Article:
Ira Glass on the Motivation to Create

Ira Glass, host of This American Life on NPR, points out that most creative people start out trying to produce amazing things in a medium they love. They also start out with a high taste level. Their initial product does not live up to that high taste level, they know it’s not good. Most people never get past the point of producing things that don’t live up to their own judgement. How do you keep going until what you produce is actually good enough to please even you?

You can watch the whole series of Ira Glass on storytelling here.

Great video that will help you through difficult times.

Process of Cartooning


Outside of writing a “How To” book or piecing something together from interviews, it’s hard to get artists to describe their process for working. Cartoonist Ted Slampyak wrote a blog entry that lays out how he works.

I am always amazed that cartoonists can continually meet deadlines, so it’s interesting to see how that happens in one case. Most interesting to me is that he does the word balloons first. I’m guessing that means the art in this serves the dialog instead of the other way around.

Robert Wilson On Deciding What To Do Next

I watched the documentary Absolute Wilson last night. It follows the creative life of Robert Wilson the avant-garde stage director and writer. It ends with him talking about what to do next and I thought it was interesting enough to pass along:

Sometimes you say to yourself, what should I do next? And people advise you or you decide yourself what to do next. And quite often, you try to think of what is the right thing to do. But, quite often, you should think what is the wrong thing to do. And then do that.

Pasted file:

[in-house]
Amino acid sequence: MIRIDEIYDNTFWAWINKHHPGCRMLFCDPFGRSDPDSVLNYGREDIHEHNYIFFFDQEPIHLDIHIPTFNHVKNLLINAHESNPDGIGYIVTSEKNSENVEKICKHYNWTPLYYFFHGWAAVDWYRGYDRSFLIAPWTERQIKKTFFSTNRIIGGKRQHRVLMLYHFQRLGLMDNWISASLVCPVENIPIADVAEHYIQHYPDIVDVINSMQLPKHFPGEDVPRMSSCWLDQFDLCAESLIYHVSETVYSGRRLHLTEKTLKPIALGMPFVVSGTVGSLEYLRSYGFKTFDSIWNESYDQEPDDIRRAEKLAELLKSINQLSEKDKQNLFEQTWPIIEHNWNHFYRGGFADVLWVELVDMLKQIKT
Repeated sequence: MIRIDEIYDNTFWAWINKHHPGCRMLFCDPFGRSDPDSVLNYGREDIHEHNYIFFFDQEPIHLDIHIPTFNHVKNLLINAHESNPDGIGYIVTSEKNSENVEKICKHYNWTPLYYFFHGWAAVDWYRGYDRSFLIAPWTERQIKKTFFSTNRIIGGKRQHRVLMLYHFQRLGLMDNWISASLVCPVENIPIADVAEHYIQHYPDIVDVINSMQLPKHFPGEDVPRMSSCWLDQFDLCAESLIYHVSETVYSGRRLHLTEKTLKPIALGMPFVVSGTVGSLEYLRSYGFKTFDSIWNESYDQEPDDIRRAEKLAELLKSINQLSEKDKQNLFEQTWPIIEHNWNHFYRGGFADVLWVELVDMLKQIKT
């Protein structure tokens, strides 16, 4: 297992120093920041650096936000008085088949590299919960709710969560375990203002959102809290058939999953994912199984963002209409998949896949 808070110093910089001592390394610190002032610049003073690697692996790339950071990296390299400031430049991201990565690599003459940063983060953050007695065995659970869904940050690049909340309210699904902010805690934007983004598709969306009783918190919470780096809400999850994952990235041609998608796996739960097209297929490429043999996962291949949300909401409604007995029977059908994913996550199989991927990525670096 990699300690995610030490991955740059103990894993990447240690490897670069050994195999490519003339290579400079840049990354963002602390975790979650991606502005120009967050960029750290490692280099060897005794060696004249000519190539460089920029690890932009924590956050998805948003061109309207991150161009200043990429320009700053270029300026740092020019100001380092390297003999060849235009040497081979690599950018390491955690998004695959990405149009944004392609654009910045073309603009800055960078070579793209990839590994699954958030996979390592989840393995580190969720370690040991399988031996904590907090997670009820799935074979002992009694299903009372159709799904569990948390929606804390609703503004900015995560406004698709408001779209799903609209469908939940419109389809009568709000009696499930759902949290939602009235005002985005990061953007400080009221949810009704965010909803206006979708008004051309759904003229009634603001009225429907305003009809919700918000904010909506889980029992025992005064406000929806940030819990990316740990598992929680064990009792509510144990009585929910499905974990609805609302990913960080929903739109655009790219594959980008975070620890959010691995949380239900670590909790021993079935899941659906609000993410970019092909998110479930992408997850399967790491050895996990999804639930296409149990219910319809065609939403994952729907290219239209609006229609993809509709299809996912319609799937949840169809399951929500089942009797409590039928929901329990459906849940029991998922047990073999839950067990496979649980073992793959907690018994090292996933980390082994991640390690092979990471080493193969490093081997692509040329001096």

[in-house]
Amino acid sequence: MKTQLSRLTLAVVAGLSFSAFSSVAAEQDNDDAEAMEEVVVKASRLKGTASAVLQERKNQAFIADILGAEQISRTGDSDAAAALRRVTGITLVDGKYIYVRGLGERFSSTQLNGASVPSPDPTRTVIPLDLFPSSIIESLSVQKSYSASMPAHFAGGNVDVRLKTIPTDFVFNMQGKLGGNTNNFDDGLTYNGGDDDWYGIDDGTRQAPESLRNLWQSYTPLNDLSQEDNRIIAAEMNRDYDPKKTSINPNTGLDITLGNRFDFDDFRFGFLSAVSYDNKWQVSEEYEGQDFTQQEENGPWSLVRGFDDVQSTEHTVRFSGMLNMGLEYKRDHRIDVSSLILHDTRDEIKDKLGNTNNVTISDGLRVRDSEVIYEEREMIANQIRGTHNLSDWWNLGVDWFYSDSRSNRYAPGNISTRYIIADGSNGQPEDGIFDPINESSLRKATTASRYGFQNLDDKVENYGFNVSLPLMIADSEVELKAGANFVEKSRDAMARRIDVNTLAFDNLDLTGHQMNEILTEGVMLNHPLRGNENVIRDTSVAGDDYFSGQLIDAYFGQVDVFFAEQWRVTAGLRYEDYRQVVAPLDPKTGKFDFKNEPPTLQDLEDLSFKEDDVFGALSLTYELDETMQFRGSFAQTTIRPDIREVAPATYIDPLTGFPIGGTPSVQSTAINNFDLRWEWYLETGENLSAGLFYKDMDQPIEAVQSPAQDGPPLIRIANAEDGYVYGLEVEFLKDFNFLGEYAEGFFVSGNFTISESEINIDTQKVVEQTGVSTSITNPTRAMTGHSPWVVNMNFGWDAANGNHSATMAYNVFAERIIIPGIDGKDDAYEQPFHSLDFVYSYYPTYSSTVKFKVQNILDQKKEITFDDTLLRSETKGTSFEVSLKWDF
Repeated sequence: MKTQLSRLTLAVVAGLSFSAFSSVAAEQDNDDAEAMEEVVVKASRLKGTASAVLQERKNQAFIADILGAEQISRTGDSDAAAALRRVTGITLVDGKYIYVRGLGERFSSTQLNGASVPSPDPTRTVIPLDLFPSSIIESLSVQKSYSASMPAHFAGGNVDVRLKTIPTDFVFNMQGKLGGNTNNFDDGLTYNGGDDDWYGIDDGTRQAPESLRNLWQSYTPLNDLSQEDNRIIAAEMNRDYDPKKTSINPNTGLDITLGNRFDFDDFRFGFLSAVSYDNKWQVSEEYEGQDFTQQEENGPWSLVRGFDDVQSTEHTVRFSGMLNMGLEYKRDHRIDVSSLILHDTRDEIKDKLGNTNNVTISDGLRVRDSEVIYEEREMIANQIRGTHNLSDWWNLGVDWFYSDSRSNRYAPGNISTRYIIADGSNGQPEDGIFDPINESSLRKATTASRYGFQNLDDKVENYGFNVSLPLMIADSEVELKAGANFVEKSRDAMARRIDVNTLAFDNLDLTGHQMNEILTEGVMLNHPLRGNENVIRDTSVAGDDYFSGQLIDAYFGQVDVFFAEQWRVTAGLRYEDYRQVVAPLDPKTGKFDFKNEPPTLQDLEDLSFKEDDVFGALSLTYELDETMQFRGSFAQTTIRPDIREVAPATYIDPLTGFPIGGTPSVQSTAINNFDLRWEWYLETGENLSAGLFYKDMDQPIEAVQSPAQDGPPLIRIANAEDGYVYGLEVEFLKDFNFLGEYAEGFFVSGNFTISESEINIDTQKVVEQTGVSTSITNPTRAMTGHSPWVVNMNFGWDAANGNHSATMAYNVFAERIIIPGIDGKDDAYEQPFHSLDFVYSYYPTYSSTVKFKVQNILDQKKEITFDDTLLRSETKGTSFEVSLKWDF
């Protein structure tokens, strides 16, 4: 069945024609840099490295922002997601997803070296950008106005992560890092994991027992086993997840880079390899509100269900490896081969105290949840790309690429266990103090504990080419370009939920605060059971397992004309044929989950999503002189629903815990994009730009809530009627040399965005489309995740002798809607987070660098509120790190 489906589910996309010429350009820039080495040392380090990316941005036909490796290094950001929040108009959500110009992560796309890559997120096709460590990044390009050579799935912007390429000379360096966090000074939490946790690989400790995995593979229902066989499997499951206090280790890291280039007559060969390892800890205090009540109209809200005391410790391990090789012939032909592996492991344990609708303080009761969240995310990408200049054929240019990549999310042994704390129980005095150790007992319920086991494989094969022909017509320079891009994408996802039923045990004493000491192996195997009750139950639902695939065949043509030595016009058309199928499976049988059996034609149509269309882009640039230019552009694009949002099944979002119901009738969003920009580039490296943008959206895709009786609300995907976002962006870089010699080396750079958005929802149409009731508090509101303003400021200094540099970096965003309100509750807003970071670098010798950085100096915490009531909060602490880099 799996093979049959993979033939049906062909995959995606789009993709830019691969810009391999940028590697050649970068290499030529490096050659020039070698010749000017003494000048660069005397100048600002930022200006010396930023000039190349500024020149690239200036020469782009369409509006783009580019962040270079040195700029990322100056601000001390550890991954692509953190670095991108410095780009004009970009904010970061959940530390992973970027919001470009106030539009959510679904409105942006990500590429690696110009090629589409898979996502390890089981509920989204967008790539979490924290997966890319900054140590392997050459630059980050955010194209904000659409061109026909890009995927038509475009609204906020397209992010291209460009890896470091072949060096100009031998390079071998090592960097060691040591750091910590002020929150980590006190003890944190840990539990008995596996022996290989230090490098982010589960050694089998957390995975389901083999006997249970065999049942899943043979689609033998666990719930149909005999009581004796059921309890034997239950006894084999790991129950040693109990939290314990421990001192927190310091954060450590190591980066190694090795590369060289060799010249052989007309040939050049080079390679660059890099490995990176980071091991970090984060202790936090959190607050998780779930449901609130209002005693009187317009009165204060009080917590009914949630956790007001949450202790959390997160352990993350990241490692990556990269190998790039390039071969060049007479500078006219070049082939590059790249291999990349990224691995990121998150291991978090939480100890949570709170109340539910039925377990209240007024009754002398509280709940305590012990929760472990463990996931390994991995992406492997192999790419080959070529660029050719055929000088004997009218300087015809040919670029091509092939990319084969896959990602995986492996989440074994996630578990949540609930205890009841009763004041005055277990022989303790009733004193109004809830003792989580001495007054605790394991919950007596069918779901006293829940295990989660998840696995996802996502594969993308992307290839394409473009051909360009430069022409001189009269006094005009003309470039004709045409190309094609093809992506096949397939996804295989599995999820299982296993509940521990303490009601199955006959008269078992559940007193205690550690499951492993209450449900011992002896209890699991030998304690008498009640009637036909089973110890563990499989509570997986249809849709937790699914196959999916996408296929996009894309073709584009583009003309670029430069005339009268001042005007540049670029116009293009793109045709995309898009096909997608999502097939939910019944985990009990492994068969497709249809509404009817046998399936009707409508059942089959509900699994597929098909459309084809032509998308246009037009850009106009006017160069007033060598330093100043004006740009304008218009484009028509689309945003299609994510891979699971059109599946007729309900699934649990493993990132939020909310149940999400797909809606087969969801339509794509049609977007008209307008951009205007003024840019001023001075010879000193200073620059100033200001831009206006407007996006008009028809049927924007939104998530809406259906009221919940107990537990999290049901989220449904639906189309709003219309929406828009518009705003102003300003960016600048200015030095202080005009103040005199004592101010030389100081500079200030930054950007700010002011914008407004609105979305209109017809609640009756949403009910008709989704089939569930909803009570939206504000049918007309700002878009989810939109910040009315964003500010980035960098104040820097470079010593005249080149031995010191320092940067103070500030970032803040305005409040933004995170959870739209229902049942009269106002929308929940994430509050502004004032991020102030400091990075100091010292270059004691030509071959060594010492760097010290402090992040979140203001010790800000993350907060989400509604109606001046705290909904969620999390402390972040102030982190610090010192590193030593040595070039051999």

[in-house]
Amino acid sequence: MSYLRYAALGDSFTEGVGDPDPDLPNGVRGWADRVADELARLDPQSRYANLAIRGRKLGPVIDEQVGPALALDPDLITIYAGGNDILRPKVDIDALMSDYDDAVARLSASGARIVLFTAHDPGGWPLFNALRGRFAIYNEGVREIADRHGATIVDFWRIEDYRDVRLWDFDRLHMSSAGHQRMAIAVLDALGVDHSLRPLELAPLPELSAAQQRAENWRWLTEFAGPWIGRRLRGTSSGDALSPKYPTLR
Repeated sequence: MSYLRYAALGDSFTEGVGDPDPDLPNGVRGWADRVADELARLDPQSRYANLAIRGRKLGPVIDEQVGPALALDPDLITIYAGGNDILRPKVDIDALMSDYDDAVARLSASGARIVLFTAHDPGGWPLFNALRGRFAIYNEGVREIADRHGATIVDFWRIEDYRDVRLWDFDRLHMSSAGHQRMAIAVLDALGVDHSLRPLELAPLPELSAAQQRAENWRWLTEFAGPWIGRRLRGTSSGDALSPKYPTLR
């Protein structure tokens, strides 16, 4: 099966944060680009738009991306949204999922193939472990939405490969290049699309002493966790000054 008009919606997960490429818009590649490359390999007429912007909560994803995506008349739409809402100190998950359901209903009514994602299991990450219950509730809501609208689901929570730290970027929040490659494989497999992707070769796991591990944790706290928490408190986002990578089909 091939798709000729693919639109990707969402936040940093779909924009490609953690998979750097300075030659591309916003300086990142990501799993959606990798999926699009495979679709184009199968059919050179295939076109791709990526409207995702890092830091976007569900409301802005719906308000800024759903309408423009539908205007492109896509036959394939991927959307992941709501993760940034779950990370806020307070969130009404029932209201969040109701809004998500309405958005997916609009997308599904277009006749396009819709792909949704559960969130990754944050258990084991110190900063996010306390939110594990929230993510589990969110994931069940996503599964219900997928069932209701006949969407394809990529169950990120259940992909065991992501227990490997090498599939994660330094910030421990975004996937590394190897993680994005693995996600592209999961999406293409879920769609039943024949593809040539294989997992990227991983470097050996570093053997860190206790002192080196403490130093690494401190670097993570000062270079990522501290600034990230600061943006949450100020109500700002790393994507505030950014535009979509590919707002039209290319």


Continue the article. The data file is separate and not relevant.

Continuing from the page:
Process of Design: Do You Have A Final Vision Before You Begin?


Many Stuff, a graphic design and art blog, asked a group of designers the same two questions:

When you work, do you think in terms of forms or in terms of a creation process? Do you have a clear vision of your final image or does it come only from an upstream creation process?

They answers are interesting, varied and worth reading. They have been published, along with examples of each designers work, in a large (70M) PDF file called About the Process. So, t takes a while to download and some of the answers are in French.

Here is a sample answer:

All I create is just reflexion of me and my feelings. My work is to come up to the mirror and make a copy of the picture I see! Nothing more! – Stanislav Chepurnov

link via PingMag

Download the PDF file here

Draw Ball Community Art/Graffiti

Screen Shot 2017-08-06 at 10.15.47 AMIt’s a giant virtual ball of art! This site is an attempt at communal art, but it also has the appeal of that wall where all the stoners hang out and draw doodles. You can draw what you want, but know that someone can draw over it.

New users start out with a limited amount of ink. If you create something that the site administrators deem to be of value they’ll preserve it for a while, then add it to the hall of fame and you will win unlimited ink.

There have been several large scale projects undertaken by groups to control the ball. In 2006, a large Korean flag was clearly visible and then slowly was changed into a Pepsi logo by competing artists. Read more about the history here.

It’s worth taking a look at this communal project even if you can’t draw at all. Check out the hall of fame for some really interesting pieces.


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